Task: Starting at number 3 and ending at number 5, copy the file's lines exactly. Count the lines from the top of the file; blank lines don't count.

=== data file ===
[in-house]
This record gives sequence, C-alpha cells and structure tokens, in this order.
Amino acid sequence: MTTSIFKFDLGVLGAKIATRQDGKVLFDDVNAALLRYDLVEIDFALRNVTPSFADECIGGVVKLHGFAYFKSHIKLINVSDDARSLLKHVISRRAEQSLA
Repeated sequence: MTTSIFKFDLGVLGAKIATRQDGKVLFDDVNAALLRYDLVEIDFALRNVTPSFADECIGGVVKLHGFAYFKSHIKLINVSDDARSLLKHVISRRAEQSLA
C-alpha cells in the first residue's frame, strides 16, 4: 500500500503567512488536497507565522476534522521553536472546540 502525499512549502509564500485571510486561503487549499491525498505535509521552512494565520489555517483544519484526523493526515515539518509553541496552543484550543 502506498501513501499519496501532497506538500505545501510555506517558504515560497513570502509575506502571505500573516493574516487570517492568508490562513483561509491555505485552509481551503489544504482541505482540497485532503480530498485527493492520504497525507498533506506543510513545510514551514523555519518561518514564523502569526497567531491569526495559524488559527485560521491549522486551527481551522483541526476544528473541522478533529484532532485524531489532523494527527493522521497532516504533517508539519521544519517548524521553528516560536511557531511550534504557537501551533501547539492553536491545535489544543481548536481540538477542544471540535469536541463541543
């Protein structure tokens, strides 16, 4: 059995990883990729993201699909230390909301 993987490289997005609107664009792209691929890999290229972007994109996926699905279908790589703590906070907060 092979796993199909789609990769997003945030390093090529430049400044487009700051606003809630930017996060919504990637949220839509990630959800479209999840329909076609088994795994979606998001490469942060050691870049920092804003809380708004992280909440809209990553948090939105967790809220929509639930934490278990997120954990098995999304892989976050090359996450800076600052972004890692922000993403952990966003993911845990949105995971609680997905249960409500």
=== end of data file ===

Amino acid sequence: MTTSIFKFDLGVLGAKIATRQDGKVLFDDVNAALLRYDLVEIDFALRNVTPSFADECIGGVVKLHGFAYFKSHIKLINVSDDARSLLKHVISRRAEQSLA
Repeated sequence: MTTSIFKFDLGVLGAKIATRQDGKVLFDDVNAALLRYDLVEIDFALRNVTPSFADECIGGVVKLHGFAYFKSHIKLINVSDDARSLLKHVISRRAEQSLA
C-alpha cells in the first residue's frame, strides 16, 4: 500500500503567512488536497507565522476534522521553536472546540 502525499512549502509564500485571510486561503487549499491525498505535509521552512494565520489555517483544519484526523493526515515539518509553541496552543484550543 502506498501513501499519496501532497506538500505545501510555506517558504515560497513570502509575506502571505500573516493574516487570517492568508490562513483561509491555505485552509481551503489544504482541505482540497485532503480530498485527493492520504497525507498533506506543510513545510514551514523555519518561518514564523502569526497567531491569526495559524488559527485560521491549522486551527481551522483541526476544528473541522478533529484532532485524531489532523494527527493522521497532516504533517508539519521544519517548524521553528516560536511557531511550534504557537501551533501547539492553536491545535489544543481548536481540538477542544471540535469536541463541543